Learning the Loving Embrace of Your Mother–and God

0 comments Posted on September 1, 2013

by Sarah Kovac

Author Sarah Kovac reflects on her fears of being a mother with a disability—and her assurances of finding healing in Christ

It twists and pushes. It churns in my stomach. Ever harder to breathe—harder to move, I feel less and less like myself. This life inside is swallowing me up. A tiny person grows from the deepest parts of me, and I can only wonder at all that my body can do.

But then I grit my teeth and ask: can my body do enough? These crooked arms don’t easily cradle a baby. They don’t easily do anything. They hang limp at my sides, a cruel reminder of what might have been. Yes, these feet will do their best to compensate by snapping the onesies and car seat buckles, by spooning oatmeal and wiping tears—but feet are not hands. There will be plenty I cannot do for my baby. There will be nights I weep with this child who’s so quickly outgrown his mother’s ability to carry him. There will be a lifetime of wrestling with, grieving over the mother I am not. The mother I wish I were. The mother I think he deserves. I will try not to consider whether he might have been happier calling someone else Mama. Whether other hands could have soothed him in ways mine cannot. Oh, to have such capable arms. Oh, to be that capable mother.

InCapableArmsBut the mother God gave him is me. God, who knows my flaws of body and character more intimately than anyone, cradles a child in these feeble arms. Knowing all the ways I would fail, He crowns me anyway. He gives me a new name. He sets me on a new path. A gutsy move, I think. I am unsteady, stumbling my way through this new adventure of motherhood, but somehow He is not worried.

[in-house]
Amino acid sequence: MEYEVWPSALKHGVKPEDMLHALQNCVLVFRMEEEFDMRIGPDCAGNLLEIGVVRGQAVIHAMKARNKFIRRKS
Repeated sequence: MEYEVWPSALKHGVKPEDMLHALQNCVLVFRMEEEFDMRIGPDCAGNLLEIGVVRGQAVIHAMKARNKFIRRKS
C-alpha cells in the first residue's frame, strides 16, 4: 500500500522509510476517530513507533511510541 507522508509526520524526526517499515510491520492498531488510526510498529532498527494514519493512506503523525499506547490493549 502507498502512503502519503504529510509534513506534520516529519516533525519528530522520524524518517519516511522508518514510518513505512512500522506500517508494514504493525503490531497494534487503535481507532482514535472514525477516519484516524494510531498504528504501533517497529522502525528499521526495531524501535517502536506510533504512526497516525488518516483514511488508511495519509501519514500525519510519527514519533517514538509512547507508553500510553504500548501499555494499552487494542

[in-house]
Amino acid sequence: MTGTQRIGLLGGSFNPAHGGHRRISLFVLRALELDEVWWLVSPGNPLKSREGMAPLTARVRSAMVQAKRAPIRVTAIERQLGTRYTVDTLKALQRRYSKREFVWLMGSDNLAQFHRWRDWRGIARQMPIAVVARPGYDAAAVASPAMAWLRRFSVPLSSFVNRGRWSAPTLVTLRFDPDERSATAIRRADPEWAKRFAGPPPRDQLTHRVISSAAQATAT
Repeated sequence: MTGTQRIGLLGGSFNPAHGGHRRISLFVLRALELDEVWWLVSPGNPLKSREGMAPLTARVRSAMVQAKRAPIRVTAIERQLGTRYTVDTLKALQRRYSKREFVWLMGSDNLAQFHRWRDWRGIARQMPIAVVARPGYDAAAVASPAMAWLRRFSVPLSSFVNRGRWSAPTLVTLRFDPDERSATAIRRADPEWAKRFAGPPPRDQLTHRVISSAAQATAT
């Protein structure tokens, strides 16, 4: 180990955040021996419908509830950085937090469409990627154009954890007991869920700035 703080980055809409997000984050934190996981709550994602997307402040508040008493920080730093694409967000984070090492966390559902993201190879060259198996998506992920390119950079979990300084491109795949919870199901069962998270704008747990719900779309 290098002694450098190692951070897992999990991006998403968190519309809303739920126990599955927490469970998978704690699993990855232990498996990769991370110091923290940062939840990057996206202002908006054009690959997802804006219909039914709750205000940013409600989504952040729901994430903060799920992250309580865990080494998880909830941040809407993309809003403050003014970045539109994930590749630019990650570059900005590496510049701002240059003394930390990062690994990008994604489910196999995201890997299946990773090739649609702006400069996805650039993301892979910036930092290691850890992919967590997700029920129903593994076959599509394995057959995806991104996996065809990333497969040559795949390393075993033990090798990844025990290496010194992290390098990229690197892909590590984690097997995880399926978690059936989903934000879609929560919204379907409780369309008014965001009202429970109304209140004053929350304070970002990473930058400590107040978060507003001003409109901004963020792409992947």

Could it be that, in truth, the pressure is not on me to be the perfect mom? Is it possible that my crippled little arms don’t have to be strong enough? If God loves my son even more than I do, does His embrace undergird mine deep in the night when holding and being held becomes the meaning of life? What a sweet mercy.
I will grieve what might have been. I must. I will mourn the struggles my son endures on my account . . . in the face of having a mother so different. But I will also celebrate. I can rejoice all the things he could only learn from me. From the way I’m forced to approach life. I can be glad that he will understand that people are worthy of our respect, no matter their differences. In my inability to be my son’s everything, he will learn to rely on God. For that I can be glad.

For all the uncertainties we face, this I know: nothing in heaven or on earth can keep my child from the loving embrace of God—not even a flawed mother.
Sarah Kovac is a wife and mother whose story of living with Arthrogryposis Multiplex Congenita (AMC) has garnered national media attention and inspired thousands with a message of hope and love. She shares her personal journey of self-acceptance with audiences at churches and organizations across the country. Sarah lives with her husband and son and baby-on-the-way in St. Joseph, Missouri


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